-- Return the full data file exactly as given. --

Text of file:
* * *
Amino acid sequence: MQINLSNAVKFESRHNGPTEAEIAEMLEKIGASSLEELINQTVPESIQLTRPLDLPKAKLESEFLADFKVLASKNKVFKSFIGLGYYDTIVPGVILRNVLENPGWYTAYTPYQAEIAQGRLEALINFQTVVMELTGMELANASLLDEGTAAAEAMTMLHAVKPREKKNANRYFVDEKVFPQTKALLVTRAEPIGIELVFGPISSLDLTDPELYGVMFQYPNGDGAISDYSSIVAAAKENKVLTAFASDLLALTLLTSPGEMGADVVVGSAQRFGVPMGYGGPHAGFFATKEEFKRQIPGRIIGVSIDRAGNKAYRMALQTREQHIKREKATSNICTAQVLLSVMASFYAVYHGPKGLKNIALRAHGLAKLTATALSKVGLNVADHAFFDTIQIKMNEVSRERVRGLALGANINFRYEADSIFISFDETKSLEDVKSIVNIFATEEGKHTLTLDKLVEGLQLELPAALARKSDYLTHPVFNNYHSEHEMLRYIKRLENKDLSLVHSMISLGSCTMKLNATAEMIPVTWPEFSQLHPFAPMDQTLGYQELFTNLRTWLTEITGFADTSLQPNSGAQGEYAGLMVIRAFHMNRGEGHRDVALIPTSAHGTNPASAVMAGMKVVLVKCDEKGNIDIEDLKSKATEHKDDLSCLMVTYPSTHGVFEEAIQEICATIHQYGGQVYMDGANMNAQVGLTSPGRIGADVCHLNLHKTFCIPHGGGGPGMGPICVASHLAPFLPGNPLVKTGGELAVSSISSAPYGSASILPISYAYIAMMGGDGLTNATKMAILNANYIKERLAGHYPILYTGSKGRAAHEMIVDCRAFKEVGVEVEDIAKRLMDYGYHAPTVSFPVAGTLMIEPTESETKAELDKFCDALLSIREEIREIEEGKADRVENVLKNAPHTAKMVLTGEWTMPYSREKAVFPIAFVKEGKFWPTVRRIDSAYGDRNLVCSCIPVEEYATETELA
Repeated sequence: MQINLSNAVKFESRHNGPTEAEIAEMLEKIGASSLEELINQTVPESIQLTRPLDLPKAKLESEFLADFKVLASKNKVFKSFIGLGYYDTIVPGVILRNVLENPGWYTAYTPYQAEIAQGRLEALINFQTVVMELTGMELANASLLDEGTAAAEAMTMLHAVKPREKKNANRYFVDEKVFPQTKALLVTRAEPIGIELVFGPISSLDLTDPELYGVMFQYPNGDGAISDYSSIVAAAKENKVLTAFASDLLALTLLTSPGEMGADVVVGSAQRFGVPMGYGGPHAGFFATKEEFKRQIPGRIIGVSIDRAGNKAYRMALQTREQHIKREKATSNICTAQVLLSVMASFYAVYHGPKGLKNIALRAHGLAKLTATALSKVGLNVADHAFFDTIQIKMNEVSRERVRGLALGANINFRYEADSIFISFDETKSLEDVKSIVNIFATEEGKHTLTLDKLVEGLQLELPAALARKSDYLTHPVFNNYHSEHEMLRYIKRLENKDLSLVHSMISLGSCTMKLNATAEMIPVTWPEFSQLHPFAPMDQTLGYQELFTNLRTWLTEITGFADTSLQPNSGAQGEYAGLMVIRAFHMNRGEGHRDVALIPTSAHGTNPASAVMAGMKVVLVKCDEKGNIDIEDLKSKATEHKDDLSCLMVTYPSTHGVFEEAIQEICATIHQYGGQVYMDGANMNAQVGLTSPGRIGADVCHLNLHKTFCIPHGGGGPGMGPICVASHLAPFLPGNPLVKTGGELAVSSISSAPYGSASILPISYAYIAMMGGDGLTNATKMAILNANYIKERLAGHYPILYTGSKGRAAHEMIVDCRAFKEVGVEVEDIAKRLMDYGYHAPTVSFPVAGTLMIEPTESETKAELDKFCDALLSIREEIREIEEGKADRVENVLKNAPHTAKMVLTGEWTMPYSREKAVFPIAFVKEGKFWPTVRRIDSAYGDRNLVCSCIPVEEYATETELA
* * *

Amino acid sequence: MQINLSNAVKFESRHNGPTEAEIAEMLEKIGASSLEELINQTVPESIQLTRPLDLPKAKLESEFLADFKVLASKNKVFKSFIGLGYYDTIVPGVILRNVLENPGWYTAYTPYQAEIAQGRLEALINFQTVVMELTGMELANASLLDEGTAAAEAMTMLHAVKPREKKNANRYFVDEKVFPQTKALLVTRAEPIGIELVFGPISSLDLTDPELYGVMFQYPNGDGAISDYSSIVAAAKENKVLTAFASDLLALTLLTSPGEMGADVVVGSAQRFGVPMGYGGPHAGFFATKEEFKRQIPGRIIGVSIDRAGNKAYRMALQTREQHIKREKATSNICTAQVLLSVMASFYAVYHGPKGLKNIALRAHGLAKLTATALSKVGLNVADHAFFDTIQIKMNEVSRERVRGLALGANINFRYEADSIFISFDETKSLEDVKSIVNIFATEEGKHTLTLDKLVEGLQLELPAALARKSDYLTHPVFNNYHSEHEMLRYIKRLENKDLSLVHSMISLGSCTMKLNATAEMIPVTWPEFSQLHPFAPMDQTLGYQELFTNLRTWLTEITGFADTSLQPNSGAQGEYAGLMVIRAFHMNRGEGHRDVALIPTSAHGTNPASAVMAGMKVVLVKCDEKGNIDIEDLKSKATEHKDDLSCLMVTYPSTHGVFEEAIQEICATIHQYGGQVYMDGANMNAQVGLTSPGRIGADVCHLNLHKTFCIPHGGGGPGMGPICVASHLAPFLPGNPLVKTGGELAVSSISSAPYGSASILPISYAYIAMMGGDGLTNATKMAILNANYIKERLAGHYPILYTGSKGRAAHEMIVDCRAFKEVGVEVEDIAKRLMDYGYHAPTVSFPVAGTLMIEPTESETKAELDKFCDALLSIREEIREIEEGKADRVENVLKNAPHTAKMVLTGEWTMPYSREKAVFPIAFVKEGKFWPTVRRIDSAYGDRNLVCSCIPVEEYATETELA
Repeated sequence: MQINLSNAVKFESRHNGPTEAEIAEMLEKIGASSLEELINQTVPESIQLTRPLDLPKAKLESEFLADFKVLASKNKVFKSFIGLGYYDTIVPGVILRNVLENPGWYTAYTPYQAEIAQGRLEALINFQTVVMELTGMELANASLLDEGTAAAEAMTMLHAVKPREKKNANRYFVDEKVFPQTKALLVTRAEPIGIELVFGPISSLDLTDPELYGVMFQYPNGDGAISDYSSIVAAAKENKVLTAFASDLLALTLLTSPGEMGADVVVGSAQRFGVPMGYGGPHAGFFATKEEFKRQIPGRIIGVSIDRAGNKAYRMALQTREQHIKREKATSNICTAQVLLSVMASFYAVYHGPKGLKNIALRAHGLAKLTATALSKVGLNVADHAFFDTIQIKMNEVSRERVRGLALGANINFRYEADSIFISFDETKSLEDVKSIVNIFATEEGKHTLTLDKLVEGLQLELPAALARKSDYLTHPVFNNYHSEHEMLRYIKRLENKDLSLVHSMISLGSCTMKLNATAEMIPVTWPEFSQLHPFAPMDQTLGYQELFTNLRTWLTEITGFADTSLQPNSGAQGEYAGLMVIRAFHMNRGEGHRDVALIPTSAHGTNPASAVMAGMKVVLVKCDEKGNIDIEDLKSKATEHKDDLSCLMVTYPSTHGVFEEAIQEICATIHQYGGQVYMDGANMNAQVGLTSPGRIGADVCHLNLHKTFCIPHGGGGPGMGPICVASHLAPFLPGNPLVKTGGELAVSSISSAPYGSASILPISYAYIAMMGGDGLTNATKMAILNANYIKERLAGHYPILYTGSKGRAAHEMIVDCRAFKEVGVEVEDIAKRLMDYGYHAPTVSFPVAGTLMIEPTESETKAELDKFCDALLSIREEIREIEEGKADRVENVLKNAPHTAKMVLTGEWTMPYSREKAVFPIAFVKEGKFWPTVRRIDSAYGDRNLVCSCIPVEEYATETELA